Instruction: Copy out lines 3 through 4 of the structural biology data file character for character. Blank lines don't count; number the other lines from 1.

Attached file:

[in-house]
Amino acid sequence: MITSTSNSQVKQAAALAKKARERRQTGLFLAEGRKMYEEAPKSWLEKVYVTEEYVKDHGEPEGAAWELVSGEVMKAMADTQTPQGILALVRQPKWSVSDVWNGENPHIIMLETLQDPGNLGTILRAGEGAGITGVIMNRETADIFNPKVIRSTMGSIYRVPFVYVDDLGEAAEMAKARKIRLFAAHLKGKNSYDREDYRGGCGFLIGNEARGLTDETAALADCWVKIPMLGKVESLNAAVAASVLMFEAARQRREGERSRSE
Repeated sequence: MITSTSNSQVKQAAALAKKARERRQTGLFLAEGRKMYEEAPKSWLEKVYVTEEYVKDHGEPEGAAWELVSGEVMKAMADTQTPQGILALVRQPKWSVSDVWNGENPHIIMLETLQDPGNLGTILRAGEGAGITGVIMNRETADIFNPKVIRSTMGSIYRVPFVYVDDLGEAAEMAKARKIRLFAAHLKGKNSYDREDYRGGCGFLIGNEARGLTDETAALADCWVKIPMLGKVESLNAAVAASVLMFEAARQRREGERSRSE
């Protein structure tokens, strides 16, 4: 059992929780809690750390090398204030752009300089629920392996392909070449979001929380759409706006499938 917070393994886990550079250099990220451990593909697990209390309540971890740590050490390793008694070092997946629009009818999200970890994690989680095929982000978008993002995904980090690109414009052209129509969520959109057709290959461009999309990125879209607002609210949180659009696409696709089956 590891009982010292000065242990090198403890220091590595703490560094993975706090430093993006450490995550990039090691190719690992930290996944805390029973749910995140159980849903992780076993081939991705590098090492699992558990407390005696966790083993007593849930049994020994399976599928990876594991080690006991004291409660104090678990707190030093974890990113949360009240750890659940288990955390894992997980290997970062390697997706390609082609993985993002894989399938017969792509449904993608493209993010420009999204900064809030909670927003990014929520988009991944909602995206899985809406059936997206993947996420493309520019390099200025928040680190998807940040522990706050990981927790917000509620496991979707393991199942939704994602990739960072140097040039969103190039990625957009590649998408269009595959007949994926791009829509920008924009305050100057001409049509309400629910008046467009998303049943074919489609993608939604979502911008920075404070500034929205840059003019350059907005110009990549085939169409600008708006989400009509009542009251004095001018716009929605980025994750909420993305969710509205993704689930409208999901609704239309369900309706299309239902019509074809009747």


Repeated sequence: MITSTSNSQVKQAAALAKKARERRQTGLFLAEGRKMYEEAPKSWLEKVYVTEEYVKDHGEPEGAAWELVSGEVMKAMADTQTPQGILALVRQPKWSVSDVWNGENPHIIMLETLQDPGNLGTILRAGEGAGITGVIMNRETADIFNPKVIRSTMGSIYRVPFVYVDDLGEAAEMAKARKIRLFAAHLKGKNSYDREDYRGGCGFLIGNEARGLTDETAALADCWVKIPMLGKVESLNAAVAASVLMFEAARQRREGERSRSE
């Protein structure tokens, strides 16, 4: 059992929780809690750390090398204030752009300089629920392996392909070449979001929380759409706006499938 917070393994886990550079250099990220451990593909697990209390309540971890740590050490390793008694070092997946629009009818999200970890994690989680095929982000978008993002995904980090690109414009052209129509969520959109057709290959461009999309990125879209607002609210949180659009696409696709089956 590891009982010292000065242990090198403890220091590595703490560094993975706090430093993006450490995550990039090691190719690992930290996944805390029973749910995140159980849903992780076993081939991705590098090492699992558990407390005696966790083993007593849930049994020994399976599928990876594991080690006991004291409660104090678990707190030093974890990113949360009240750890659940288990955390894992997980290997970062390697997706390609082609993985993002894989399938017969792509449904993608493209993010420009999204900064809030909670927003990014929520988009991944909602995206899985809406059936997206993947996420493309520019390099200025928040680190998807940040522990706050990981927790917000509620496991979707393991199942939704994602990739960072140097040039969103190039990625957009590649998408269009595959007949994926791009829509920008924009305050100057001409049509309400629910008046467009998303049943074919489609993608939604979502911008920075404070500034929205840059003019350059907005110009990549085939169409600008708006989400009509009542009251004095001018716009929605980025994750909420993305969710509205993704689930409208999901609704239309369900309706299309239902019509074809009747």